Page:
I would love to see Esquimalt, Victoria, and Saanich offer swimming lessons on the Gorge and not only in their pools. I would love to see a tall tower for diving be built again. Actually, some bathrooms and changing rooms would be nice.

I am happy to see my boys go to the Gorge and swim off of the dock at the Tillicum bridge. The cove there is a perfect swimming hole and has so much there for kids to explore and play with. It is the sort of place to let them really explore their imagination.

My 11 year old goes to Shoreline, the school is right at the water's edge. We live on Harriet Road in Victoria, 620 meters from the water. He has asked if he could try kayaking to school at some point. I think that is a wonderful idea. With a set of wheels, he could wheel it from the house to the Gorge and launch it from there. It is 3 km by water to the closest spot or 5 km to around Christie Point to get to the school.

I would like to buy couple of kayaks this year so that we can get out on the water, so that I can by on the Gorge and reconnect to that which was the heart of this neighbourhood. I would like to see a lot more people in this region find their way back out on to the water.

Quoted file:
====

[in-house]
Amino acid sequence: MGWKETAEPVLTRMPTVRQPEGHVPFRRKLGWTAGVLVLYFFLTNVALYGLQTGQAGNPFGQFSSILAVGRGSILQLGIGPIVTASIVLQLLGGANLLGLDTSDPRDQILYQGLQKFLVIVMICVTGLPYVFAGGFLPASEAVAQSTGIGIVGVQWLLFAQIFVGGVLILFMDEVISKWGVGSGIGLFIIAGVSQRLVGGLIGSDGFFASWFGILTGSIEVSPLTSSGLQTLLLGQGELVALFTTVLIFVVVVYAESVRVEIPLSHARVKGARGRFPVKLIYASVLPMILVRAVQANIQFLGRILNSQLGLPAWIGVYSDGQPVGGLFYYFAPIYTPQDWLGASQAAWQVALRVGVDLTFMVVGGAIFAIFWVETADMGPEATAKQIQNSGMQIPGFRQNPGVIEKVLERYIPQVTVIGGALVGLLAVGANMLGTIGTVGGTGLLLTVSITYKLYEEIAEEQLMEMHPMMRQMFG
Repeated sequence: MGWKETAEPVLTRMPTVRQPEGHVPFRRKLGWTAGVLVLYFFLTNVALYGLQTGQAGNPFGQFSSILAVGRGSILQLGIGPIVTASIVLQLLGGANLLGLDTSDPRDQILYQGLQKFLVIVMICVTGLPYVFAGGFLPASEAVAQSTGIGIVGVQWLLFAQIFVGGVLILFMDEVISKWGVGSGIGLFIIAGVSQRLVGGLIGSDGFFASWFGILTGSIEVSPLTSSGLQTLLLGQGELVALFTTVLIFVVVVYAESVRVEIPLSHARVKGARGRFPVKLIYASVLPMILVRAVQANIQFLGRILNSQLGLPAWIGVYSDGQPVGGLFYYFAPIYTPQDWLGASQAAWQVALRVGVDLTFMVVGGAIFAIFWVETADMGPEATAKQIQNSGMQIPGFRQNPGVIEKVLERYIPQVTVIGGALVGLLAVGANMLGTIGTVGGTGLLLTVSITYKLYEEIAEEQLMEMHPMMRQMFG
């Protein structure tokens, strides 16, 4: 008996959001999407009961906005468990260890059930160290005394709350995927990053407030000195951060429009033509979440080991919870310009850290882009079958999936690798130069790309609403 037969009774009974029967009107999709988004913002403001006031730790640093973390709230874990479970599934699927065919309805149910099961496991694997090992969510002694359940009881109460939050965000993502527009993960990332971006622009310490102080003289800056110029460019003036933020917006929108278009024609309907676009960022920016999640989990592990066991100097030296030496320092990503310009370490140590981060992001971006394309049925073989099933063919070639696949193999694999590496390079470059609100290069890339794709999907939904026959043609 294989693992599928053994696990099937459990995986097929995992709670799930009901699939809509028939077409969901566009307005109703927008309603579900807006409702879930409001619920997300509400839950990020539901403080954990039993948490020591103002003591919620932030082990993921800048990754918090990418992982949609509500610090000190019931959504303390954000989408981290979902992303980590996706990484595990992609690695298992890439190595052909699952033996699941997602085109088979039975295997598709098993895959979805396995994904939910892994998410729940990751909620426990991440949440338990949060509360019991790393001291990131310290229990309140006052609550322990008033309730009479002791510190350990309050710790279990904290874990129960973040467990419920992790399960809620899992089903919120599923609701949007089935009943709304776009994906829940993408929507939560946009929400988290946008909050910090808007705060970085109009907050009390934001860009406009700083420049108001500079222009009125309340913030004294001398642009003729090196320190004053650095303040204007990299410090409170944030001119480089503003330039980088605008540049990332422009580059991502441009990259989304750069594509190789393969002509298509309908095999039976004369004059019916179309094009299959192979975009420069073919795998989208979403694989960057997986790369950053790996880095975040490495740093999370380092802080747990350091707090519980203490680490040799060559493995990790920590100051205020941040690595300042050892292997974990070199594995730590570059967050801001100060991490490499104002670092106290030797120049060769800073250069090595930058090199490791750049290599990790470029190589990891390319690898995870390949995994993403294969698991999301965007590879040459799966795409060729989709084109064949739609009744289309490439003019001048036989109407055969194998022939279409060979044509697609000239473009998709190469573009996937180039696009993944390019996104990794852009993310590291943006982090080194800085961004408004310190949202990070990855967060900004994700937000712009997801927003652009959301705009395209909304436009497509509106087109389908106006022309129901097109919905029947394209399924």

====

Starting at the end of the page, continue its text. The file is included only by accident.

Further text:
15 comments:

postie said...

You mentioned that swimming was banned in 1939. I guess it wasnt banned for too long as I remember as a youngster in the early 60s swimming at the gorge. It was not the greatest but we never got sick from it.

Bernard von Schulmann said...

It was banned again in 1969

Kathreen said...

I paddle the Gorge waterway twice a week and in the summer the water looks and smells very bad. This is especially true just past the trestle.

Bernard von Schulmann said...

The water carries oil and related pollution from the inner harbour upwards into the Gorge, but it does not seem to go beyond the trestle. Once one is over by Banfield Park I have seen little evidence.